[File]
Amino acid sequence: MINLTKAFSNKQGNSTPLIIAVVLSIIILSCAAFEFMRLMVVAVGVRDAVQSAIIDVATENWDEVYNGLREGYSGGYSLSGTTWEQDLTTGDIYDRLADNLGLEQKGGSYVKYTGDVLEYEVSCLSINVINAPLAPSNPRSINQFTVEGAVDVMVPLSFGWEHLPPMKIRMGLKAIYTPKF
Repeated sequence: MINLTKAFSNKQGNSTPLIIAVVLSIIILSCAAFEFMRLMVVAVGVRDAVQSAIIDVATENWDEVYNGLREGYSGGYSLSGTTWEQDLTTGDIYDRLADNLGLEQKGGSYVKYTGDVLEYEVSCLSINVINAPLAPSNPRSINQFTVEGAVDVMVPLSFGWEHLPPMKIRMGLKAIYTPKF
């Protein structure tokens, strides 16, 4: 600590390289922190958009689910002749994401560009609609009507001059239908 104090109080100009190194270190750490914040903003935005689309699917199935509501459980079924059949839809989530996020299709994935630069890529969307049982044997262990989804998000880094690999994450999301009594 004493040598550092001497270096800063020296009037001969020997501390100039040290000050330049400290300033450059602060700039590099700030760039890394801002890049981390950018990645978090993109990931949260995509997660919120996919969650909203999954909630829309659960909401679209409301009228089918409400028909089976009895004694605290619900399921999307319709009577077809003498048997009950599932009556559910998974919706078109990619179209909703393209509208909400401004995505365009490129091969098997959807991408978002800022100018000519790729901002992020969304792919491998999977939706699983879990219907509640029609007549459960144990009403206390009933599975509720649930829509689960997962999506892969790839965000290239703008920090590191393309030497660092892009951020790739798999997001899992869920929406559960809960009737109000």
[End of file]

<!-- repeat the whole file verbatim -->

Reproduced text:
Amino acid sequence: MINLTKAFSNKQGNSTPLIIAVVLSIIILSCAAFEFMRLMVVAVGVRDAVQSAIIDVATENWDEVYNGLREGYSGGYSLSGTTWEQDLTTGDIYDRLADNLGLEQKGGSYVKYTGDVLEYEVSCLSINVINAPLAPSNPRSINQFTVEGAVDVMVPLSFGWEHLPPMKIRMGLKAIYTPKF
Repeated sequence: MINLTKAFSNKQGNSTPLIIAVVLSIIILSCAAFEFMRLMVVAVGVRDAVQSAIIDVATENWDEVYNGLREGYSGGYSLSGTTWEQDLTTGDIYDRLADNLGLEQKGGSYVKYTGDVLEYEVSCLSINVINAPLAPSNPRSINQFTVEGAVDVMVPLSFGWEHLPPMKIRMGLKAIYTPKF
């Protein structure tokens, strides 16, 4: 600590390289922190958009689910002749994401560009609609009507001059239908 104090109080100009190194270190750490914040903003935005689309699917199935509501459980079924059949839809989530996020299709994935630069890529969307049982044997262990989804998000880094690999994450999301009594 004493040598550092001497270096800063020296009037001969020997501390100039040290000050330049400290300033450059602060700039590099700030760039890394801002890049981390950018990645978090993109990931949260995509997660919120996919969650909203999954909630829309659960909401679209409301009228089918409400028909089976009895004694605290619900399921999307319709009577077809003498048997009950599932009556559910998974919706078109990619179209909703393209509208909400401004995505365009490129091969098997959807991408978002800022100018000519790729901002992020969304792919491998999977939706699983879990219907509640029609007549459960144990009403206390009933599975509720649930829509689960997962999506892969790839965000290239703008920090590191393309030497660092892009951020790739798999997001899992869920929406559960809960009737109000």